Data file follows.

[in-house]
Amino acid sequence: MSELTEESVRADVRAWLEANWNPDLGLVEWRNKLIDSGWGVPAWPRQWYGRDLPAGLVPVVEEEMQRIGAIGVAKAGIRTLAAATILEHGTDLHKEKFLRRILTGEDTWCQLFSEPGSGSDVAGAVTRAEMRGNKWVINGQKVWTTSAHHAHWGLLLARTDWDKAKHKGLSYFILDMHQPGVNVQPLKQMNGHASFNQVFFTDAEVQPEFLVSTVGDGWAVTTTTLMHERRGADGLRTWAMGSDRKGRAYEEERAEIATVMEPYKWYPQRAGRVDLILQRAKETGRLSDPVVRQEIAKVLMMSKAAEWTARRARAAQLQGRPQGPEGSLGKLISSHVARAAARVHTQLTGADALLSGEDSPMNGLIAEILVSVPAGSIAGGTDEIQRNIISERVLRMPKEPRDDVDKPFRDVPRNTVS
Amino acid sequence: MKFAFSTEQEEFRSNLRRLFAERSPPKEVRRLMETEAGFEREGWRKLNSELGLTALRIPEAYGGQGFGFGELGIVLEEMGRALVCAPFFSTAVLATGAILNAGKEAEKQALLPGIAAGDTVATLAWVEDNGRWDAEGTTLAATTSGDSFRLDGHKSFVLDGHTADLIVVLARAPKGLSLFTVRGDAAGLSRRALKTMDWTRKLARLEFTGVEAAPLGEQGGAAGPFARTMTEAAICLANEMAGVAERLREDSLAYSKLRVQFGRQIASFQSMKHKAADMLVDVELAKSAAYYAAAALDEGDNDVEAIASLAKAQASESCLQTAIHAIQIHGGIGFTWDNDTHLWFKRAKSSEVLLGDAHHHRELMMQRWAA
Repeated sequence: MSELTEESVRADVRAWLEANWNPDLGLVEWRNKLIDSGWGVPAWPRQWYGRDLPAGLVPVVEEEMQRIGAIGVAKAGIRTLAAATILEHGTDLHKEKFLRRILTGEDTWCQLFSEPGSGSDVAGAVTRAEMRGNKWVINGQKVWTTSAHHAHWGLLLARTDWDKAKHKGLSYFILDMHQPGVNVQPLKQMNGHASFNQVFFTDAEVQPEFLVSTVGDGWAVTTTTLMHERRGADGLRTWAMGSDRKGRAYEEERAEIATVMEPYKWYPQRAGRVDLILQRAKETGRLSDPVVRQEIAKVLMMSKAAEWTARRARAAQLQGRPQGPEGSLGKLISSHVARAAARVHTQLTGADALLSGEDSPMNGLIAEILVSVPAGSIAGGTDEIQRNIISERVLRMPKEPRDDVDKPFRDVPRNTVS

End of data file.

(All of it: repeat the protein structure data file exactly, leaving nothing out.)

[in-house]
Amino acid sequence: MSELTEESVRADVRAWLEANWNPDLGLVEWRNKLIDSGWGVPAWPRQWYGRDLPAGLVPVVEEEMQRIGAIGVAKAGIRTLAAATILEHGTDLHKEKFLRRILTGEDTWCQLFSEPGSGSDVAGAVTRAEMRGNKWVINGQKVWTTSAHHAHWGLLLARTDWDKAKHKGLSYFILDMHQPGVNVQPLKQMNGHASFNQVFFTDAEVQPEFLVSTVGDGWAVTTTTLMHERRGADGLRTWAMGSDRKGRAYEEERAEIATVMEPYKWYPQRAGRVDLILQRAKETGRLSDPVVRQEIAKVLMMSKAAEWTARRARAAQLQGRPQGPEGSLGKLISSHVARAAARVHTQLTGADALLSGEDSPMNGLIAEILVSVPAGSIAGGTDEIQRNIISERVLRMPKEPRDDVDKPFRDVPRNTVS
Amino acid sequence: MKFAFSTEQEEFRSNLRRLFAERSPPKEVRRLMETEAGFEREGWRKLNSELGLTALRIPEAYGGQGFGFGELGIVLEEMGRALVCAPFFSTAVLATGAILNAGKEAEKQALLPGIAAGDTVATLAWVEDNGRWDAEGTTLAATTSGDSFRLDGHKSFVLDGHTADLIVVLARAPKGLSLFTVRGDAAGLSRRALKTMDWTRKLARLEFTGVEAAPLGEQGGAAGPFARTMTEAAICLANEMAGVAERLREDSLAYSKLRVQFGRQIASFQSMKHKAADMLVDVELAKSAAYYAAAALDEGDNDVEAIASLAKAQASESCLQTAIHAIQIHGGIGFTWDNDTHLWFKRAKSSEVLLGDAHHHRELMMQRWAA
Repeated sequence: MSELTEESVRADVRAWLEANWNPDLGLVEWRNKLIDSGWGVPAWPRQWYGRDLPAGLVPVVEEEMQRIGAIGVAKAGIRTLAAATILEHGTDLHKEKFLRRILTGEDTWCQLFSEPGSGSDVAGAVTRAEMRGNKWVINGQKVWTTSAHHAHWGLLLARTDWDKAKHKGLSYFILDMHQPGVNVQPLKQMNGHASFNQVFFTDAEVQPEFLVSTVGDGWAVTTTTLMHERRGADGLRTWAMGSDRKGRAYEEERAEIATVMEPYKWYPQRAGRVDLILQRAKETGRLSDPVVRQEIAKVLMMSKAAEWTARRARAAQLQGRPQGPEGSLGKLISSHVARAAARVHTQLTGADALLSGEDSPMNGLIAEILVSVPAGSIAGGTDEIQRNIISERVLRMPKEPRDDVDKPFRDVPRNTVS